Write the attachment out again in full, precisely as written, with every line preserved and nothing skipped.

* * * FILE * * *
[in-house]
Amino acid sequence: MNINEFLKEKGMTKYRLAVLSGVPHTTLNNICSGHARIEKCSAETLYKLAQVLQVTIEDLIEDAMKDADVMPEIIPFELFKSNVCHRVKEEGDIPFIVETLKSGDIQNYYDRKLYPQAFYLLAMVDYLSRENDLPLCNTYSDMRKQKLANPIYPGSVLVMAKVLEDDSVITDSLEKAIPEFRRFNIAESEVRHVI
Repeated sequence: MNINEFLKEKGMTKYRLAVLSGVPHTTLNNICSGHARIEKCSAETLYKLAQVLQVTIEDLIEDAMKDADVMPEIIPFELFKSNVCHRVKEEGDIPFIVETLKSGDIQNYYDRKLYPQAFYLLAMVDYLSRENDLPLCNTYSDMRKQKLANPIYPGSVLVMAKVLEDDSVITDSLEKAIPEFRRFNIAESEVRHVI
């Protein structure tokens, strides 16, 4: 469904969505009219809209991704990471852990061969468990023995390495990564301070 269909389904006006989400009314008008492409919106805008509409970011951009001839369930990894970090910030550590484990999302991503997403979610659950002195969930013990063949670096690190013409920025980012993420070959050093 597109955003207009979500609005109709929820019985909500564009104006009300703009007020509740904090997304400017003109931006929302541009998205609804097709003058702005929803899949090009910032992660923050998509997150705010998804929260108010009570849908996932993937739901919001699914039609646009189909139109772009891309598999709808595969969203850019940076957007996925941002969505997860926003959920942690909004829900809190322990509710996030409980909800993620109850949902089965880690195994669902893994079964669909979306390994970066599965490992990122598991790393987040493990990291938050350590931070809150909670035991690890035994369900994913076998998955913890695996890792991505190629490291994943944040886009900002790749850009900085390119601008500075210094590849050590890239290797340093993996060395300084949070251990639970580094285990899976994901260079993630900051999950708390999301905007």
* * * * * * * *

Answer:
[in-house]
Amino acid sequence: MNINEFLKEKGMTKYRLAVLSGVPHTTLNNICSGHARIEKCSAETLYKLAQVLQVTIEDLIEDAMKDADVMPEIIPFELFKSNVCHRVKEEGDIPFIVETLKSGDIQNYYDRKLYPQAFYLLAMVDYLSRENDLPLCNTYSDMRKQKLANPIYPGSVLVMAKVLEDDSVITDSLEKAIPEFRRFNIAESEVRHVI
Repeated sequence: MNINEFLKEKGMTKYRLAVLSGVPHTTLNNICSGHARIEKCSAETLYKLAQVLQVTIEDLIEDAMKDADVMPEIIPFELFKSNVCHRVKEEGDIPFIVETLKSGDIQNYYDRKLYPQAFYLLAMVDYLSRENDLPLCNTYSDMRKQKLANPIYPGSVLVMAKVLEDDSVITDSLEKAIPEFRRFNIAESEVRHVI
């Protein structure tokens, strides 16, 4: 469904969505009219809209991704990471852990061969468990023995390495990564301070 269909389904006006989400009314008008492409919106805008509409970011951009001839369930990894970090910030550590484990999302991503997403979610659950002195969930013990063949670096690190013409920025980012993420070959050093 597109955003207009979500609005109709929820019985909500564009104006009300703009007020509740904090997304400017003109931006929302541009998205609804097709003058702005929803899949090009910032992660923050998509997150705010998804929260108010009570849908996932993937739901919001699914039609646009189909139109772009891309598999709808595969969203850019940076957007996925941002969505997860926003959920942690909004829900809190322990509710996030409980909800993620109850949902089965880690195994669902893994079964669909979306390994970066599965490992990122598991790393987040493990990291938050350590931070809150909670035991690890035994369900994913076998998955913890695996890792991505190629490291994943944040886009900002790749850009900085390119601008500075210094590849050590890239290797340093993996060395300084949070251990639970580094285990899976994901260079993630900051999950708390999301905007």